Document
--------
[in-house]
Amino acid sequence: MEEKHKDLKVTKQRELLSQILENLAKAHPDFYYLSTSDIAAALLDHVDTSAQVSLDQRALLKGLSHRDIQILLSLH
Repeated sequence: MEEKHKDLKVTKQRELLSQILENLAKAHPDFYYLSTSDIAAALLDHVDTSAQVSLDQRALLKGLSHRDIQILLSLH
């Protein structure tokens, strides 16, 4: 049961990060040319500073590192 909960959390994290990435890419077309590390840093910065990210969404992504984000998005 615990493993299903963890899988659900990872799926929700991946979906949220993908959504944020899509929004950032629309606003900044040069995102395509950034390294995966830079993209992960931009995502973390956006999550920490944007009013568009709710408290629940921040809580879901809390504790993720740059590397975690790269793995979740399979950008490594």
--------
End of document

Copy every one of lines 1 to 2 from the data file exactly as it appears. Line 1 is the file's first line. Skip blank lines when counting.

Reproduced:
[in-house]
Amino acid sequence: MEEKHKDLKVTKQRELLSQILENLAKAHPDFYYLSTSDIAAALLDHVDTSAQVSLDQRALLKGLSHRDIQILLSLH